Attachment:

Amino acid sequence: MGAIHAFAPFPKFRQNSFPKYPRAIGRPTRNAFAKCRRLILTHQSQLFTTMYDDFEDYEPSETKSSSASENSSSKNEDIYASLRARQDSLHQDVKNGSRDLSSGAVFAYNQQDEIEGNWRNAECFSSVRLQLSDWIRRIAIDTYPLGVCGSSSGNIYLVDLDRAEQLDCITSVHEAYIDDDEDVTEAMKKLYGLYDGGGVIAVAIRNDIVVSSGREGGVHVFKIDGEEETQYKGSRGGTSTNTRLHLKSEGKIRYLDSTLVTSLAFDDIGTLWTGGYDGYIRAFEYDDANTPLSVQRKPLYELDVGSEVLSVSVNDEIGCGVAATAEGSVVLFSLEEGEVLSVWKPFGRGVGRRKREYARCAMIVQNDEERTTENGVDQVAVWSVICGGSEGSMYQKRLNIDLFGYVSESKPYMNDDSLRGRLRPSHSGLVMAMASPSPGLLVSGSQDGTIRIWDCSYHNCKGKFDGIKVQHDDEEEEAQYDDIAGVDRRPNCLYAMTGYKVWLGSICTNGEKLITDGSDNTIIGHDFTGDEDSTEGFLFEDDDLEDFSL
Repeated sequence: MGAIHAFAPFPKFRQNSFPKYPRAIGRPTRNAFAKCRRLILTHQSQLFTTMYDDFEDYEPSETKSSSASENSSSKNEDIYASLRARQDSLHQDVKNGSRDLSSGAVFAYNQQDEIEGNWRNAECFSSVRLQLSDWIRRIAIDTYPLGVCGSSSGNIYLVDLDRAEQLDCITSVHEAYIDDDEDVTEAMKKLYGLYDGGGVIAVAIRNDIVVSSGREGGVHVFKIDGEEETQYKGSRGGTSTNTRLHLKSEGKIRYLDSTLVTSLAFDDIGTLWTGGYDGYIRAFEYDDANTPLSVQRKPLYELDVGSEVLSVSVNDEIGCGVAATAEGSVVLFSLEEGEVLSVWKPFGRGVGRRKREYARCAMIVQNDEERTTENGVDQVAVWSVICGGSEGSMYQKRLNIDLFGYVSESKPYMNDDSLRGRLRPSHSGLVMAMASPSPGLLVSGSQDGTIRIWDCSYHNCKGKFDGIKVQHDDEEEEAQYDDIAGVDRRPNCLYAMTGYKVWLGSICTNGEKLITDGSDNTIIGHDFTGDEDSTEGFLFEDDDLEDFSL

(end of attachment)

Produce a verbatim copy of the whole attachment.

Amino acid sequence: MGAIHAFAPFPKFRQNSFPKYPRAIGRPTRNAFAKCRRLILTHQSQLFTTMYDDFEDYEPSETKSSSASENSSSKNEDIYASLRARQDSLHQDVKNGSRDLSSGAVFAYNQQDEIEGNWRNAECFSSVRLQLSDWIRRIAIDTYPLGVCGSSSGNIYLVDLDRAEQLDCITSVHEAYIDDDEDVTEAMKKLYGLYDGGGVIAVAIRNDIVVSSGREGGVHVFKIDGEEETQYKGSRGGTSTNTRLHLKSEGKIRYLDSTLVTSLAFDDIGTLWTGGYDGYIRAFEYDDANTPLSVQRKPLYELDVGSEVLSVSVNDEIGCGVAATAEGSVVLFSLEEGEVLSVWKPFGRGVGRRKREYARCAMIVQNDEERTTENGVDQVAVWSVICGGSEGSMYQKRLNIDLFGYVSESKPYMNDDSLRGRLRPSHSGLVMAMASPSPGLLVSGSQDGTIRIWDCSYHNCKGKFDGIKVQHDDEEEEAQYDDIAGVDRRPNCLYAMTGYKVWLGSICTNGEKLITDGSDNTIIGHDFTGDEDSTEGFLFEDDDLEDFSL
Repeated sequence: MGAIHAFAPFPKFRQNSFPKYPRAIGRPTRNAFAKCRRLILTHQSQLFTTMYDDFEDYEPSETKSSSASENSSSKNEDIYASLRARQDSLHQDVKNGSRDLSSGAVFAYNQQDEIEGNWRNAECFSSVRLQLSDWIRRIAIDTYPLGVCGSSSGNIYLVDLDRAEQLDCITSVHEAYIDDDEDVTEAMKKLYGLYDGGGVIAVAIRNDIVVSSGREGGVHVFKIDGEEETQYKGSRGGTSTNTRLHLKSEGKIRYLDSTLVTSLAFDDIGTLWTGGYDGYIRAFEYDDANTPLSVQRKPLYELDVGSEVLSVSVNDEIGCGVAATAEGSVVLFSLEEGEVLSVWKPFGRGVGRRKREYARCAMIVQNDEERTTENGVDQVAVWSVICGGSEGSMYQKRLNIDLFGYVSESKPYMNDDSLRGRLRPSHSGLVMAMASPSPGLLVSGSQDGTIRIWDCSYHNCKGKFDGIKVQHDDEEEEAQYDDIAGVDRRPNCLYAMTGYKVWLGSICTNGEKLITDGSDNTIIGHDFTGDEDSTEGFLFEDDDLEDFSL